stories, bodies and minds marked by the disappearance in Colombia

The enormous dimension of enforced disappearance in Colombia has left its mark on the mental health of family members, who have not stopped searching for their loved ones. The psychosocial damage for thousands of Colombians who have been exposed to this aberrant crime is enormous, and the attention of the State has been insufficient when it comes to treating their pain.


stories, bodies and minds marked by the disappearance in Colombia

The enormous dimension of enforced disappearance in Colombia has left its mark on the mental health of family members, who have not stopped searching for their loved ones. The psychosocial damage for thousands of Colombians who have been exposed to this aberrant crime is enormous, and the attention of the State has been insufficient when it comes to treating their pain.

Enforced disappearance is one of the darkest nuances of war. Not only it affects every right of the victims, but the perpetrators seek to erase the existence, the bodies, and the memories of those lives. In Colombia, in accordance with numbers from the National Center for Historical Memory, at least 942 municipalities out of the 1,122 that exist in the country have suffered from this crime that not only causes enormous pain and confusion to the families of the victims, but also affects entire communities in different ways.

Thousands of people are still looking for their missing ones, and the suffering and permanent uncertainty to which they are exposed generates an anguish that remains over time, causing them chronic stress, depression and anxiety. This "grief" and lack of closure leaves deep wounds both physical and emotional that if not treated properly, can aggravate the health of those who try to find their relatives.

Living with that unhealed wound, and with the constant stress that it produces, is manifested in the body. “It has been seen that psychological stress and the immune system have reciprocal defenses, that is to say that one takes actions on the other; in that order, states of anxiety and depression can cause chronic inflammatory states that predispose to many other pathologies”, explains Patricia Álvarez, an expert gastroenterologist. “I have been ill since the day my son disappeared. I got womb cancer. Doctors told me it was because of the anguish, because I didn't eat, I got very sick, I got severe depression and I still have it. A doctor gave me a medical incapacity. It says that I have multiple illnesses. The doctors tell me that the pain came out through my skin”, says Edilia Payán, mother of Jonathan Uzcátegui Payán, who disappeared in 2004 in hands of the paramilitaries of the Calima Block, in Cauca.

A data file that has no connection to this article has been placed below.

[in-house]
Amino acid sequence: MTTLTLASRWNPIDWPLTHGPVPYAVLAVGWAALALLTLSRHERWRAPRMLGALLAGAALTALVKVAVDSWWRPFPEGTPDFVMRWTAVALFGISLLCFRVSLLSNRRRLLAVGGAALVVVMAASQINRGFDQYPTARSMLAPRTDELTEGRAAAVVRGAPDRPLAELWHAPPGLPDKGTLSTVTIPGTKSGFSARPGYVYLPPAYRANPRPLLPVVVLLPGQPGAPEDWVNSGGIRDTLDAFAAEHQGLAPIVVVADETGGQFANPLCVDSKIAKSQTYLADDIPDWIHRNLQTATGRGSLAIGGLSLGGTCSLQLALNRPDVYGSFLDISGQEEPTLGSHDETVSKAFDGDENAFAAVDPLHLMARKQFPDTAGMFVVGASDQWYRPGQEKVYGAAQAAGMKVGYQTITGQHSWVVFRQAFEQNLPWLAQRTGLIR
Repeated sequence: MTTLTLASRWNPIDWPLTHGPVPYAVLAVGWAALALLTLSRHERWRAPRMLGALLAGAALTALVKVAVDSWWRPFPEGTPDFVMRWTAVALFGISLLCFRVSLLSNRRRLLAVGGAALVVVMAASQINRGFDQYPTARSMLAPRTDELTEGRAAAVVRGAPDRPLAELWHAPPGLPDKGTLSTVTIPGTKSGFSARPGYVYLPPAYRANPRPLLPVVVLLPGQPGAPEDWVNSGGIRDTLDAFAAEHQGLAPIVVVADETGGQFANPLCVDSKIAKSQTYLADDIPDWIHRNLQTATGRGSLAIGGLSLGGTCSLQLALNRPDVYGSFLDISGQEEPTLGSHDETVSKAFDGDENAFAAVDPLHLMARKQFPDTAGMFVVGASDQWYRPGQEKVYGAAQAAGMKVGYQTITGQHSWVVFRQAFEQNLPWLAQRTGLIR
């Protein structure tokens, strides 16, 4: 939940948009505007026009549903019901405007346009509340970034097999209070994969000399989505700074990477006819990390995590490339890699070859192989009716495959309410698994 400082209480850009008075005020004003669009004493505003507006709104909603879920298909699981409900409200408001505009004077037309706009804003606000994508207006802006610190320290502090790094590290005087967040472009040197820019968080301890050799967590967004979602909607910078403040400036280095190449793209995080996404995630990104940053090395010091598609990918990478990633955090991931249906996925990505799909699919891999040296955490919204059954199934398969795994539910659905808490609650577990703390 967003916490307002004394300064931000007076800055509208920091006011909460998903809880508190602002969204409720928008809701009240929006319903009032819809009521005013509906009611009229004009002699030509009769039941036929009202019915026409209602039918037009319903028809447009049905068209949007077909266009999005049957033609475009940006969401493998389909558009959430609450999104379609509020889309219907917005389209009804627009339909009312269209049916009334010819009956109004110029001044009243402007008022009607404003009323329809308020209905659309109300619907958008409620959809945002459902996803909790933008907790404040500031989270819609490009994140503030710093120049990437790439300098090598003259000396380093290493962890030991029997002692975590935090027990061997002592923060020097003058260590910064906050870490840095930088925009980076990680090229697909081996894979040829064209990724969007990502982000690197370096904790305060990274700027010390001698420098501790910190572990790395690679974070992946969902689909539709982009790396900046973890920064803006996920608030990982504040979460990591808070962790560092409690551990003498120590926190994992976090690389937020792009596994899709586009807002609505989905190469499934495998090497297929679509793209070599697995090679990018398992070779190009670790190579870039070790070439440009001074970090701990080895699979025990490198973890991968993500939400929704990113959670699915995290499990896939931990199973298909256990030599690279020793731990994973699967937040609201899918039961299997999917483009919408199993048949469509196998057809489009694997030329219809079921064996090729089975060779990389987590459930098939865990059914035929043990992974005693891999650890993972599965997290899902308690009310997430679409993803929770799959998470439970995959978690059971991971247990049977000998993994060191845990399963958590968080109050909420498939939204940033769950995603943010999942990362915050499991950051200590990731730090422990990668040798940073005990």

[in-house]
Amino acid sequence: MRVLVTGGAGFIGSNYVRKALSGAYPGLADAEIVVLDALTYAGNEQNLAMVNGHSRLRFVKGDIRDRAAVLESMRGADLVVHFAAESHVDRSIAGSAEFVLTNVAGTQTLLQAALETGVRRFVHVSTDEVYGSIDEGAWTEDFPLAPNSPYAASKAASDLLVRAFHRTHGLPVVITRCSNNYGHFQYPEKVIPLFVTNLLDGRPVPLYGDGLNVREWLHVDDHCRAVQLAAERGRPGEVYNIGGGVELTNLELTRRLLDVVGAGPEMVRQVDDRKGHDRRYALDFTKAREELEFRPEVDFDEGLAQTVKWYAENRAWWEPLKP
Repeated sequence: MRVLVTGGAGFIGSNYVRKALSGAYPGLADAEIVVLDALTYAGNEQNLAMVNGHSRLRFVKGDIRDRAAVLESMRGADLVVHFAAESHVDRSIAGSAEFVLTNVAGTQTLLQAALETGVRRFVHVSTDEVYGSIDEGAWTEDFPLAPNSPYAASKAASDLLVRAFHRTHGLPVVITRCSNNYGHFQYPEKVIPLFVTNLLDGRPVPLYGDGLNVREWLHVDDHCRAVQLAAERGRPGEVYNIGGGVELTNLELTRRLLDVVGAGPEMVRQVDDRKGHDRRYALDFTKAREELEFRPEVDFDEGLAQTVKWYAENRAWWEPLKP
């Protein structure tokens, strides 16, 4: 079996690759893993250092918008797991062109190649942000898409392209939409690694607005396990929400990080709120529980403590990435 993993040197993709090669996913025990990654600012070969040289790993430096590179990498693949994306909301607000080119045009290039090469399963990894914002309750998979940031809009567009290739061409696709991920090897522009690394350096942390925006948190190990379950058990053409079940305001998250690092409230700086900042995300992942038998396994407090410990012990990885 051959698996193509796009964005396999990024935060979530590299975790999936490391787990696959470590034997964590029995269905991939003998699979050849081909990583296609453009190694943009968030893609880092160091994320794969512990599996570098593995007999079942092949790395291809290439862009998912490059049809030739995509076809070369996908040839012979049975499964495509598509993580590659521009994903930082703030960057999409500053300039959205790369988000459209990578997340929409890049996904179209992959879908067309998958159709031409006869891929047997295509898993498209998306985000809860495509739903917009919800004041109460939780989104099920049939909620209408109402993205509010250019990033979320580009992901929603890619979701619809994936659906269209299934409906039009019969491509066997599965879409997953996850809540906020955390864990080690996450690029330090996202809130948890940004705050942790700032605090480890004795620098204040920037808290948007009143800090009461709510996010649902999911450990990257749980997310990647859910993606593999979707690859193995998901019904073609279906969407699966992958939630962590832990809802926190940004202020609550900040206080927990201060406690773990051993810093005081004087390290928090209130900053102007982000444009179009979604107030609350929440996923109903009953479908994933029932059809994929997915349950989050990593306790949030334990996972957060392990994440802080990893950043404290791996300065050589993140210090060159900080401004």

Despite the State's efforts to give psychological care for the victims, these have been insufficient both in terms of coverage and in quality of the treatments offered. The main mechanism for providing health services is the Ministry of Health’s Program for Psychosocial Care and Comprehensive Health for Victims (Papsivi). Its main function is to "offer differential care, a comprehensive rehabilitation strategy for the recovery or mitigation of the damage caused by the conflict and contribute with unity and collaborative work in the communities", explains Hernando Millán, a staff member of the social promotion office of the Ministry of Health that is in charge of the management of Papsivi.

Another entity in charge of this type of psychosocial care is the Victims Unit, which has the obligation to support Papsivi's work plan, complement it with the Emotional Recovery Strategy proposed by the Ministry, and follow the route of accompaniment to the relatives of the missing ones during the process of the decent delivery of the body.

In practice, Papsivi has very limited coverage: since it was created in 2011 with the Victims Law, it has barely attended 5,857 people out of the 129,109 relatives of missing people registered in the Unique Registry of Victims (RUV), that is, barely 4.5%. It is important to say that those victims who are not in the RUV cannot access these psychosocial care services.